Book Review: McLaren Honda Turbo by Ian Bamsey
The question on everyone’s lips is whether McLaren and Honda can re-live the glory years of their previous partnership in the late 80’s/early 90s or whether it will be a repeat of Honda’s own fizzer in 2007-2008 as a works team. Ian Bamsey of Racecar Engineering is one of the authors of a series of […]
The question on everyone’s lips is whether McLaren and Honda can re-live the glory years of their previous partnership in the late 80’s/early 90s or whether it will be a repeat of Honda’s own fizzer in 2007-2008 as a works team. Ian Bamsey of Racecar Engineering is one of the authors of a series of “Technical Appraisal” books on various famous grand prix cars (Vanwall 2.5, Lotus 25 & Auto Union V16) published by Haynes/Foulis in the 90s. His book “McLaren Honda Turbo” is one of the few dedicated technical books I know of documenting the technical marriage of the MP4/4 chassis and Honda’s RA168E engine.
While only 96 pages long, this book isn’t a compilation of material from other books and Autocourse – Bamsey was provided lots of actual technical information from Honda engineer Osamu Goto and the McLaren team.
There are only a few chapters – “Origins” gives the reader a little background to the development of the F1 turbo charged engines starting from Renault to Cosworth to Ferrari to BMW. “Running on Empty” is probably the most hard core technical chapter which goes into heavy detail on the valve angle, engine management, power curves, fuel mix, fuel consumption, temperature. “Low Line” details the BT55 inspired low profile monocoque, side pods, suspension, rear and front wing design philosophy. The final “Blockbuster” chapter traces the pre-season testing of the MP4/4 and compares to the Lotus and Ferrari turbos.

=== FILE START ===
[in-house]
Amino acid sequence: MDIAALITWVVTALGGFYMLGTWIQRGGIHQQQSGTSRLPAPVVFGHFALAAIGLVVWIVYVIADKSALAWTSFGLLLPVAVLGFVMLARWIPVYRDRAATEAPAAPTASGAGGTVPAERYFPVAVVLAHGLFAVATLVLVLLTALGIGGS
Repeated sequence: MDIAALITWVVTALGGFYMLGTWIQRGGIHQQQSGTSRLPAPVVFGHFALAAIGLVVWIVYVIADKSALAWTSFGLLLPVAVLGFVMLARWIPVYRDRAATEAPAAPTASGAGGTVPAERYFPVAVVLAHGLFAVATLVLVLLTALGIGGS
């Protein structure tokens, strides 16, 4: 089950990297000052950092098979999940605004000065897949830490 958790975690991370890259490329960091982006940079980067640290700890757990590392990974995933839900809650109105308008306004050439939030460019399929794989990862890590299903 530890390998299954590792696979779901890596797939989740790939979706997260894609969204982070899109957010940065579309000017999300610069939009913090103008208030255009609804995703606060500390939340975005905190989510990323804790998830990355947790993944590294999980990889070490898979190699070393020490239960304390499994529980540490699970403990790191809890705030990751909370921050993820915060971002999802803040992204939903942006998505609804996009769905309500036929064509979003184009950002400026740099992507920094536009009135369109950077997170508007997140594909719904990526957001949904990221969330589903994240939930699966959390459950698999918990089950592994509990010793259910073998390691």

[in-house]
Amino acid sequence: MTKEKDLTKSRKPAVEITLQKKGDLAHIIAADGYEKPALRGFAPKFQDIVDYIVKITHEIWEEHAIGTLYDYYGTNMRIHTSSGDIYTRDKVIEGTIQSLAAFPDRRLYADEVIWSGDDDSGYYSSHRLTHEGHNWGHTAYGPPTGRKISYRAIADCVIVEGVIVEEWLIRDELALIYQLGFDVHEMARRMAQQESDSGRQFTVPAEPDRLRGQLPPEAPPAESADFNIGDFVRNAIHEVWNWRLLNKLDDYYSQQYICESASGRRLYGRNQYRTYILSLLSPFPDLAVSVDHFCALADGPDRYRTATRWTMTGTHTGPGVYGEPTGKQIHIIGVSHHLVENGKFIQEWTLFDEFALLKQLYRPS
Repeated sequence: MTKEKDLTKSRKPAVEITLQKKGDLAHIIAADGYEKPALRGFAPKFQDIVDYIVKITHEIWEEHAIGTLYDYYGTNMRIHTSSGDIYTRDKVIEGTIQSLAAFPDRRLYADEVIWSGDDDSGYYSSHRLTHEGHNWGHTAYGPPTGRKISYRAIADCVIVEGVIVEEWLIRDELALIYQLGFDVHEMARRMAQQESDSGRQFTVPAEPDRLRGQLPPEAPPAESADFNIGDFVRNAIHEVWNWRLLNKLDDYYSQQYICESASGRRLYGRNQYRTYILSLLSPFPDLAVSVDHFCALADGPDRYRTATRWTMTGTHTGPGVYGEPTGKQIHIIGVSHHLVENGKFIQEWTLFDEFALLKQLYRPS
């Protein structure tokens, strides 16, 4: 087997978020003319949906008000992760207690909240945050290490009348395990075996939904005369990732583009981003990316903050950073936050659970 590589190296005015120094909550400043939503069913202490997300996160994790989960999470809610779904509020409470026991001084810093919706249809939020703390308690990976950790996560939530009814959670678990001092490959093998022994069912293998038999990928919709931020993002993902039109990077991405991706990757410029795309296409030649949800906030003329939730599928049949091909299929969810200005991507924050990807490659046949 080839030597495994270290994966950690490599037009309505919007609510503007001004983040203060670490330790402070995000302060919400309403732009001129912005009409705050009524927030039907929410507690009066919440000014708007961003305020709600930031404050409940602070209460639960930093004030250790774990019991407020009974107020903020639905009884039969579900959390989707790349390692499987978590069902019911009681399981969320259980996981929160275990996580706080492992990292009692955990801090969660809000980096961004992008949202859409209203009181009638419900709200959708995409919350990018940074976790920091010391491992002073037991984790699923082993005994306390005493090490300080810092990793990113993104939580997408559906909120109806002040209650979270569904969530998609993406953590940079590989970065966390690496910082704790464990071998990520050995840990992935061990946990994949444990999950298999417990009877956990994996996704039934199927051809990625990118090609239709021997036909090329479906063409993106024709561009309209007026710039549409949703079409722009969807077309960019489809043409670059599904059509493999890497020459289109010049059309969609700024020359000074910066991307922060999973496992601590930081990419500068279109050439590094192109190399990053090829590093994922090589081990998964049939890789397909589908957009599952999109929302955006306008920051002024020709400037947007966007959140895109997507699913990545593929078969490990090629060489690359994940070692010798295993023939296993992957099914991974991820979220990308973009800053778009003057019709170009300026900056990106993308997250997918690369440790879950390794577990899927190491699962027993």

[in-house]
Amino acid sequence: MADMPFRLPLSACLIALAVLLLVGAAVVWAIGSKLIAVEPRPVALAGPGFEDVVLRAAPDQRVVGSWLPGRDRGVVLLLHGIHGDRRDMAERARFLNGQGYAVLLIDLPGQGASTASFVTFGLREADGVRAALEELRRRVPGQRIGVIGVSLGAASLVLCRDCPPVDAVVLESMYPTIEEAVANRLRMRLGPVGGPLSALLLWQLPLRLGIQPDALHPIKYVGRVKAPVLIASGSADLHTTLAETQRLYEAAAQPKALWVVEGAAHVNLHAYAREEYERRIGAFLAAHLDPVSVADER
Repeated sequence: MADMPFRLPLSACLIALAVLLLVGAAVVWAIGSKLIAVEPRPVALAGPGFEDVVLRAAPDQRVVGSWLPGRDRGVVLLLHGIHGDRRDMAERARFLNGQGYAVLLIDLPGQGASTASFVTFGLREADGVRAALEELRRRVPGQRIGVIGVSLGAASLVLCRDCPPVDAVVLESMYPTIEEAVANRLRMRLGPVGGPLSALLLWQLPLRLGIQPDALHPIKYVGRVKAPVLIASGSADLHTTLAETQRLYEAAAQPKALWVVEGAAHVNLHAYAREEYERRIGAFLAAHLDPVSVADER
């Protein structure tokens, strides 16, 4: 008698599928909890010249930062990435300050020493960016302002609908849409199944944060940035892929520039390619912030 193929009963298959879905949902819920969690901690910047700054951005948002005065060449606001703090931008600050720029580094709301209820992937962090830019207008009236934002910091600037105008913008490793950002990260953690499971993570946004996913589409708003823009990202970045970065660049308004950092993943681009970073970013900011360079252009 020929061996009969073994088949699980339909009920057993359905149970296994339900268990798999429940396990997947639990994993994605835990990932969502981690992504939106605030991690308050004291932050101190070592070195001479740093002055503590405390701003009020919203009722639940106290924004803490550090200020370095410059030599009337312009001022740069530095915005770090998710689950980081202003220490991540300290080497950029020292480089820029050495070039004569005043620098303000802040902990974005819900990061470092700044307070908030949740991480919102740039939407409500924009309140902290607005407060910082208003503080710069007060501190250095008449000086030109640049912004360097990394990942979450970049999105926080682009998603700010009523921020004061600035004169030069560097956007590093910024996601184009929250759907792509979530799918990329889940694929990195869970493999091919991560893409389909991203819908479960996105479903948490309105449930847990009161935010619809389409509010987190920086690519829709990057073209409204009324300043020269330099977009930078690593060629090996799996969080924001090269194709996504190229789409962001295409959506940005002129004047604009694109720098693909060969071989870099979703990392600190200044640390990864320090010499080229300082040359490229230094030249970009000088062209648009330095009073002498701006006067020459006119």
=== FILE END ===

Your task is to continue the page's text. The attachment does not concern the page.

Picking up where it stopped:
Photography-wise there are only a dozen nice double page color photos of the MP4/4 in action, the rest of the photography is somewhat grainy B&W shots of the MP4/4 and Honda engine from various angles and in the garage.
Within each of the chapters is also a running diary of the 1988 season and the qualifying and race positions of Senna and Prost. In the actual chapters themselves, Bamsey captures how the behind the scenes strategy with engine settings and fuel mixes, etc. reflected in the actual race result. This includes the various problems Prost (clutch at Suzuka) and Senna (gear selection at Imola & Paul Ricard) encountered at each of the races. Also each of the chassis numbers are traced.
This is a recommended read for the F1 technical fan.
Wow Factor/Money Shot: Lots of actual RA168E power curve charts if you’re a F1 engineering tech head.
Suitable for: F1 tech heads or historians